“Now, almost half a century since her own voice was silenced in the most horrible of ways we focus our work entirely on determining what Ruth Marie Terry did in life, on what led her to the easternmost point of our state, to the dunes of Provincetown, and to who did this to her,” he said.
He and other officials urged the public to continue to help investigators resolve the case.
“If you know anything about the victim or the murderer, please contact either the FBI or the Massachusetts State Police,” he said.
Bonavolonta stressed Monday that investigators “are not getting access to any DNA results stored within private databases.”
“We have no interest in obtaining actual DNA results from these companies,” he said.
Cape and Islands District Attorney Michael O’Keefe pointed out that if Terry hadn’t met her assailant in 1974, today she would be 86 years old.
“If the person responsible for the crime was in his or her 20s or 30s, he would be in his late 60s or 70s,” he said. “If he was a little older, he may well be dead. But we will assume he is not. And we will pursue every lead and every clue to bring this person to justice.”
Asked whether Terry had been reported as a missing person, O’Keefe said a member of her family undertook efforts “many, many years ago” to find her after they concluded in 1974 that she was missing.
Provincetown Police Chief Jim Golden said he was profoundly grateful that some measure of closure could be given to her family.
“Many of us who are working the case today were in grade school when this horrific crime happened,” he said. “But there have been generations of investigators both at the state and local level that we need to appreciate for their continued support and dogged efforts with regard to this investigation.”
Mason expressed gratitude for the tireless work done by investigators through the decades and the members of the public who “never forgot” the Lady of the Dunes through the years.
“For many police investigators, at the end of their careers there is often an unresolved case that haunts them, that intrudes upon the days, years, and decades for the rest of their lives,” he said. “This case has been that for generations of Provincetown police officers and Massachusetts state troopers.”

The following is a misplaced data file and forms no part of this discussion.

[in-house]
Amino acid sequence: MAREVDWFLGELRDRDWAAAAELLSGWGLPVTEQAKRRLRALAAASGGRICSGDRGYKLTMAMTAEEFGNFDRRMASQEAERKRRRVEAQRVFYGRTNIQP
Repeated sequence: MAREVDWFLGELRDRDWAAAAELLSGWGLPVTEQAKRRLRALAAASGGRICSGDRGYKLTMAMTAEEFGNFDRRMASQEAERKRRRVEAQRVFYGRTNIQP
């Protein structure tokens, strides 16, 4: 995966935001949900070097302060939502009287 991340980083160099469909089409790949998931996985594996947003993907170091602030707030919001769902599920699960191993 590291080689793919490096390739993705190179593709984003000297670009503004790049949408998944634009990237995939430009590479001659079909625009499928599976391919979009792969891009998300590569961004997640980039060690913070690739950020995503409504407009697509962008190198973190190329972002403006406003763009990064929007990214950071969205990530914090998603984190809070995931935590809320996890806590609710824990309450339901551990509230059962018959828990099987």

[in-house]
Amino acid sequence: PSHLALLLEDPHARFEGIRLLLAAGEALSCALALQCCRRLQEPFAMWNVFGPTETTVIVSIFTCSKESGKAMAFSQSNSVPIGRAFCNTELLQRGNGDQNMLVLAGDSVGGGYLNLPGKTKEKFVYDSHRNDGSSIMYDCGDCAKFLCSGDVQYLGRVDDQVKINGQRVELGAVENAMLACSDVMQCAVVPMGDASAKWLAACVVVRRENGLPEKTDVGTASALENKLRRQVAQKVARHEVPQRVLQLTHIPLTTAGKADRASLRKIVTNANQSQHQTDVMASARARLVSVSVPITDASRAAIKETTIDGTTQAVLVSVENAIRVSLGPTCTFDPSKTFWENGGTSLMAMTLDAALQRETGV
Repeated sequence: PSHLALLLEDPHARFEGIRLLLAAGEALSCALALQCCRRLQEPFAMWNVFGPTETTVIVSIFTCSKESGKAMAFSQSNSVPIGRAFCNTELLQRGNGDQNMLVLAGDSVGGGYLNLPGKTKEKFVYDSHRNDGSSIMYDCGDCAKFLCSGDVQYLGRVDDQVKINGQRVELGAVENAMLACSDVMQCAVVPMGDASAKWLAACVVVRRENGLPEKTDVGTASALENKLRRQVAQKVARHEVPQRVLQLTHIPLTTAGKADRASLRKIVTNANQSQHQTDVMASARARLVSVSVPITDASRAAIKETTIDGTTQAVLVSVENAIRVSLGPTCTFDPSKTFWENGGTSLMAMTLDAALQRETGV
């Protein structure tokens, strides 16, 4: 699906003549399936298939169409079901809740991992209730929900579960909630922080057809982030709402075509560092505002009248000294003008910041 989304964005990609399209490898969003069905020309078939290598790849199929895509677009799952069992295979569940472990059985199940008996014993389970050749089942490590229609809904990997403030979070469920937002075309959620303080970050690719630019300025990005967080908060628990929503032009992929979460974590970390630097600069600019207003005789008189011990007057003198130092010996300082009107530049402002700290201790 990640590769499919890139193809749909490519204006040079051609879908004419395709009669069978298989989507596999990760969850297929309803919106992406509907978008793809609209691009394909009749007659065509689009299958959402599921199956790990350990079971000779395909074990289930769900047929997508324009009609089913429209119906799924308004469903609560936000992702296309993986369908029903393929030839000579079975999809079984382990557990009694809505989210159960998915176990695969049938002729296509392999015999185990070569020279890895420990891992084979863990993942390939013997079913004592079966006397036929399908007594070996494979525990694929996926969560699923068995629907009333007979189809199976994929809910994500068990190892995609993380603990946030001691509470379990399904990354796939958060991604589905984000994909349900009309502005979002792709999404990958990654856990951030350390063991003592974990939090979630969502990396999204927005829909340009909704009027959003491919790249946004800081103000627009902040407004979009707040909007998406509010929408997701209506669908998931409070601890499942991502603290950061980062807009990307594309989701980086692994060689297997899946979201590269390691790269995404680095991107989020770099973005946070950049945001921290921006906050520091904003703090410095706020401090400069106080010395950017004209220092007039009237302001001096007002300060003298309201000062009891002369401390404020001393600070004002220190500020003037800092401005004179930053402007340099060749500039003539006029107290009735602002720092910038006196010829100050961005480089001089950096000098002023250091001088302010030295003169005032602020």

Bonavolonta said the identification of Terry should serve as a message that law enforcement investigators will never give up in their efforts to obtain justice for victims of violent crime.
It is also a warning to “every murderer, rapist, and violent offender out there,” he said.
“The FBI and our law enforcement partners will not rest,” Bonavolonta said. “It may take years, or even decades in some cases, but we are determined, and we will be dogged in our search for justice for victims and their families.”
Over the years, the grisly details of the “Lady of the Dunes” case have become part of local lore on Cape Cod and drawn the interest and speculation of true crime sleuths, becoming the subject of podcasts and earlier this year, a documentary. Thriller and comic-book writer Joe Hill, the son of Maine’s Stephen King, is among those who have been drawn to the case, sharing a theory that the victim had a connection to the movie “Jaws,” which was filmed in the area the same year of the murder. Others have put forward theories of a connection to Boston mobster James “Whitey” Bulger.
Bonavolonta declined to address any of the speculation associated with the case on Monday.
“Now we move forward aggressively, hopefully with the help of the public,” he said.